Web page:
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Senate Majority Leader Mitch McConnell (R-Ky.) walks to the Senate floor at the U.S. Capitol on December 17, 2020 in Washington, D.C.

Senate Majority Leader Mitch McConnell (R-Ky.) walks to the Senate floor at the U.S. Capitol on December 17, 2020 in Washington, D.C. (Photo: Tasos Katopodis/Getty Images)

How the Richest 1 Percent Came Out Big Winners in the Covid Relief Bill

Republicans didn't blink twice when they handed out $6.3 billion in tax breaks to their wealthy corporate backers, but when it came to getting direct relief to struggling Americans $600 was the best they could do.

Robert Reich

 by RobertReich.org

Hidden in the bill combining Covid relief and government spending is a cool $200 billion in tax breaks. An estimated $120 billion of those tax breaks will go to the richest 1 percent of Americans.

Those giveaways include:

—A $2.5 billion break for racecar tracks

—A $6.3 billion write-off for business meals, i.e. the “three-martini lunch” deduction

—A new provision under the Paycheck Protection Program that allows forgiven loans to also be tax deductible, giving businesses the ability to “double dip” into the program

The bill also creates an independent commission to oversee horse racing, at the behest of Mitch McConnell.

There’s no question about it: This pandemic has both revealed and exacerbated our already staggering economic inequality.

Republicans didn’t blink twice when they handed out $6.3 billion in tax breaks to their wealthy corporate backers, but when it came to getting direct relief to struggling Americans $600 was the best they could do. Their priorities couldn’t be clearer.


This work is licensed under a Creative Commons Attribution-Share Alike 3.0 License.
Robert Reich

Robert Reich

Robert Reich, is the Chancellor’s Professor of Public Policy at the University of California, Berkeley, and a senior fellow at the Blum Center for Developing Economies. He served as secretary of labor in the Clinton administration, for which Time magazine named him one of the 10 most effective cabinet secretaries of the twentieth century. His book include:  "Aftershock" (2011), "The Work of Nations" (1992), "Beyond Outrage" (2012) and, "Saving Capitalism" (2016). He is also a founding editor of The American Prospect magazine, former chairman of Common Cause, a member of the American Academy of Arts and Sciences, and co-creator of the award-winning documentary, "Inequality For All." Reich's newest book is "The Common Good" (2019). He's co-creator of the Netflix original documentary "Saving Capitalism," which is streaming now.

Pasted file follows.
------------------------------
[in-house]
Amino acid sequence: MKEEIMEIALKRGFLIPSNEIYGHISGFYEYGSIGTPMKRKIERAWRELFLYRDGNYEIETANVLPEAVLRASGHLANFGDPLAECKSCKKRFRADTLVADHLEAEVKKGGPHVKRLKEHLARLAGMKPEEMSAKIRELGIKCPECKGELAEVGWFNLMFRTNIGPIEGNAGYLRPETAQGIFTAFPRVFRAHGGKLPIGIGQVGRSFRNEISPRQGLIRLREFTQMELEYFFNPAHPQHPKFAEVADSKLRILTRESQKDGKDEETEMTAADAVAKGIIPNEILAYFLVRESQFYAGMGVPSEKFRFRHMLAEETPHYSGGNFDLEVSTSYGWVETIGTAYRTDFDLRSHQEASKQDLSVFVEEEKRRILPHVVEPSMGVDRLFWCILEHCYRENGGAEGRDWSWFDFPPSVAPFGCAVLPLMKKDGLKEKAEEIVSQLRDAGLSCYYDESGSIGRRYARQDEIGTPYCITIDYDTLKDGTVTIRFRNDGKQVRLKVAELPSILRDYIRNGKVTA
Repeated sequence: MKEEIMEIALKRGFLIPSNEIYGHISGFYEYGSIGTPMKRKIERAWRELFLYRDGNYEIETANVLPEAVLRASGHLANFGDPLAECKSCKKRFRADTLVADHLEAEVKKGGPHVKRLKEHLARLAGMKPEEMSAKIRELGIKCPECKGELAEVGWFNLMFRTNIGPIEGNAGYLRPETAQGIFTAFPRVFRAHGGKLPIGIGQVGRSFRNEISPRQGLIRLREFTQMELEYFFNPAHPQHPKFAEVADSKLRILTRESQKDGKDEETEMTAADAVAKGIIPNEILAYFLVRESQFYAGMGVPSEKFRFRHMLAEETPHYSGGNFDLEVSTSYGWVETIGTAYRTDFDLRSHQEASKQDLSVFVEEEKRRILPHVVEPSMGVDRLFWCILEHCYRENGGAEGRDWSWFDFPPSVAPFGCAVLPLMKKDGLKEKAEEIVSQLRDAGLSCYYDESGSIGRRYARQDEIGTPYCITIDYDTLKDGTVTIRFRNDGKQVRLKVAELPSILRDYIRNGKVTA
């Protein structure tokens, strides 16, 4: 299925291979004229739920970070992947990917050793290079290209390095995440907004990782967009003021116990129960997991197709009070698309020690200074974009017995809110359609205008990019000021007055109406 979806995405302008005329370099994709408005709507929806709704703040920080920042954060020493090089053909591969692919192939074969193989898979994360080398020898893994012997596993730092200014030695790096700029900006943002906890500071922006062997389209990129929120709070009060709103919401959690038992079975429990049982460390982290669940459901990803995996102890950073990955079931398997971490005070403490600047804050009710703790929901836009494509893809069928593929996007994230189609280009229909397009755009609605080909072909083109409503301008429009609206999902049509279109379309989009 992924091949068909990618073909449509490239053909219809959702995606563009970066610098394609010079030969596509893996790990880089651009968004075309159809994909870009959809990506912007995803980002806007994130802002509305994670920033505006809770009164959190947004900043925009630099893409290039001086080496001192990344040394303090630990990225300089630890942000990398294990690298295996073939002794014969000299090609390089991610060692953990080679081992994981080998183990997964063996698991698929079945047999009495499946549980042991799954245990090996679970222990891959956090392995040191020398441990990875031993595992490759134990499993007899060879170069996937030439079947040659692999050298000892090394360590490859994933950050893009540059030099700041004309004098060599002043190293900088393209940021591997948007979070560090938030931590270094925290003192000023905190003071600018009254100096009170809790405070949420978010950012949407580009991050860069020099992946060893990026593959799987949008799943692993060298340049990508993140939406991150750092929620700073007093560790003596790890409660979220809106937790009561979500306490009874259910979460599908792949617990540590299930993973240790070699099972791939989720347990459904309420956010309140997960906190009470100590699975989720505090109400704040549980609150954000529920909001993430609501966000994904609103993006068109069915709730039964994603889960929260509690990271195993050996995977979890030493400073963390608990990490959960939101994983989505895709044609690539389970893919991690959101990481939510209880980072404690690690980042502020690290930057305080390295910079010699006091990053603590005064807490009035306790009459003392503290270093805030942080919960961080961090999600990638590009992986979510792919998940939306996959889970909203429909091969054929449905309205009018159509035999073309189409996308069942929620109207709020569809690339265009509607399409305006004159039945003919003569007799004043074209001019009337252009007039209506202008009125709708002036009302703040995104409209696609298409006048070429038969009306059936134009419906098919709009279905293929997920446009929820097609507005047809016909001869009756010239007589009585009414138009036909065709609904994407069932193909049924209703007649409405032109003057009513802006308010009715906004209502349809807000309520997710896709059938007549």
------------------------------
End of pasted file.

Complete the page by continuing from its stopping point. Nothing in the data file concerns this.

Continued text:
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'We WILL Fight Back': Outrage, Resolve as Protests Erupt Against SCOTUS Abortion Ruling

Demonstrators took to the streets Friday to defiantly denounce the Supreme Court's right-wing supermajority after it rescinded a constitutional right for the first time in U.S. history.

Brett Wilkins ·


80+ US Prosecutors Vow Not to Be Part of Criminalizing Abortion Care

"Criminalizing and prosecuting individuals who seek or provide abortion care makes a mockery of justice," says a joint statement signed by 84 elected attorneys. "Prosecutors should not be part of that."

Kenny Stancil ·


Progressives Rebuke Dem Leadership as Clyburn Dismisses Death of Roe as 'Anticlimactic'

"The gap between the Democratic leadership, and younger progressives on the question of 'How Bad Is It?' is just enormous."

Julia Conley ·


In 10 Key US Senate Races, Here's How Top Candidates Responded to Roe Ruling

While Republicans unanimously welcomed the Supreme Court's rollback of half a century of reproductive rights, one Democrat said "it's just wrong that my granddaughter will have fewer freedoms than my grandmother did."

Brett Wilkins ·


Sanders Says End Filibuster to Combat 'Outrageous' Supreme Court Assault on Abortion Rights

"If Republicans can end the filibuster to install right-wing judges to overturn Roe v. Wade, Democrats can and must end the filibuster, codify Roe v. Wade, and make abortion legal and safe," said the Vermont senator.

Jake Johnson ·

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